|Features Seen in Infants Exposed to long-term, high-dose Diflucan (fluconazole) in utero|
|short, broad head|
|abnormal looking face|
|abnormal development of the skullcap|
|oral cleft (opening in the lip or palate)|
|bowing of the thigh bones|
|thin ribs and long bones|
|muscle weakness and joint deformities|
|Congenital (present at birth) heart disease|
- Lopez-Rangel E, Van Allen MI. Prenatal exposure to fluconazole: an identifiable dysmorphic phenotype. Birth Defects Res A Clin Mol Teratol. 2005;73:919-23.
- Pursley TJ, Blomquist IK, Abraham J, Andersen HF, Bartley JA. Fluconazole-induced congenital anomalies in three infants. Clin Infect Dis. 1996;22:336-40.
- Lee BE, Feinberg M, Abraham JJ, Murthy AR. Congenital malformations in an infant born to a woman treated with fluconazole. Pediatr Infect Dis J. 1992;11:1062-4.
- Aleck KA, Bartley DL. Multiple malformation syndrome following fluconazole use in pregnancy: report of an additional patient. Am J Med Genet. 1997;72:253-6.
- Rubin P, Wilton L, Inman W. Fluconazole and pregnancy: results of a prescription event monitoring study. Int J Gynecol Obstet. 1992;37(Suppl):25-7.
- Inman W, Pearce G, Wilton L. Safety of fluconazole in the treatment of vaginal candidiasis. A prescription-event monitoring study, with special reference to the outcome of pregnancy. Eur J Clin Pharmacol. 1994;46:115-8.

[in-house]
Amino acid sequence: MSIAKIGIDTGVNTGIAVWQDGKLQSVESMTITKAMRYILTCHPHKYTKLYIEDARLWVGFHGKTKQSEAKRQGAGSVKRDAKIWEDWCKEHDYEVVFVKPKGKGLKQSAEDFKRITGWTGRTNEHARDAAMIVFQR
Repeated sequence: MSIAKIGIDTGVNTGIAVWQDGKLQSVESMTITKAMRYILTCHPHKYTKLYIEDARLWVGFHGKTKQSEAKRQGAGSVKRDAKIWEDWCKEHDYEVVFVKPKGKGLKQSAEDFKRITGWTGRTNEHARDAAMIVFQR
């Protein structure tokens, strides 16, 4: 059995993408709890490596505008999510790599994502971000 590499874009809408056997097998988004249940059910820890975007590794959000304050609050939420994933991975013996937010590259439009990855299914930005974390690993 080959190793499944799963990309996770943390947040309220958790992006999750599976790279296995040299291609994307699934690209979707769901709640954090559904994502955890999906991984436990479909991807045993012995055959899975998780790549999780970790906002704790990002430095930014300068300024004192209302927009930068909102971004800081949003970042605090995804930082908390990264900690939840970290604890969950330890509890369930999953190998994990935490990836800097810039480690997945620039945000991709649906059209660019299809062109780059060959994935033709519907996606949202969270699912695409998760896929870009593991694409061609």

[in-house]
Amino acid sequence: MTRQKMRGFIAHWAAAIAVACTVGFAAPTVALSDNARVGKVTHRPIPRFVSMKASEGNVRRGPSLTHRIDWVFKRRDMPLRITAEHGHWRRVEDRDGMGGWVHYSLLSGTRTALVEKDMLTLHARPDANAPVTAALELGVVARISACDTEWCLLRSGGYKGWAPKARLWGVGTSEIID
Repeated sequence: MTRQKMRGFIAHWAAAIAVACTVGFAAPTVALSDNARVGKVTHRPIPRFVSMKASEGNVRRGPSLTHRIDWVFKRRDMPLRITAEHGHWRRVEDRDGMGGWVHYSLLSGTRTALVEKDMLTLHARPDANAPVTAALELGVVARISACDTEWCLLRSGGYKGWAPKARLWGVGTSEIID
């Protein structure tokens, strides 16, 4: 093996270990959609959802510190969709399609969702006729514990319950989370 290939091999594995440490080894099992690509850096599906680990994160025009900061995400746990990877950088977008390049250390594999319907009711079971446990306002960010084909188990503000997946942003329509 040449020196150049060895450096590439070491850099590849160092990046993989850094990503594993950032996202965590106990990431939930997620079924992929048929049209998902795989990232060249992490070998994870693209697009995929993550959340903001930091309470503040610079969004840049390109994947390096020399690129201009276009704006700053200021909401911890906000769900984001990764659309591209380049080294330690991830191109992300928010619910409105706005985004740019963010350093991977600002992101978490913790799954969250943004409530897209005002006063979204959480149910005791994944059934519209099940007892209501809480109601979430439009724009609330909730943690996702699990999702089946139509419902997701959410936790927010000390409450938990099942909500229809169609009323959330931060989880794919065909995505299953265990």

- Mastroiacovo P, Mazzone T, Botto LD, Serafini MA, Finardi A, Caramelli L, et al. Prospective assessment of pregnancy outcomes after first-trimester exposure to fluconazole. Am J Obstet Gynecol. 1996;175:1645-50.
- Sanchez JM, Moya G. Fluconazole teratogenicity. Prenat Diagn. 1998;18:862-3.
- Jick SS. Pregnancy outcomes after maternal exposure to fluconazole. Pharmacotherapy. 1999;19:221-2.
- Sorensen HT, Nielsen GL, Olesen C, Larsen H, Steffensen FH, Schønheyder HC, et al. Risk of malformations and other outcomes in children exposed to fluconazole in utero. Br J Clin Pharmacol. 1999;48:234-8.
- Nørgaard M, Pedersen L, Gislum M, Erichsen R, Søgaard KK, Schønheyder HC, et al. Maternal use of fluconazole and risk of congenital malformations: a Danish population-based cohort study. J Antimicrob Chemother. 2008;62:172-6.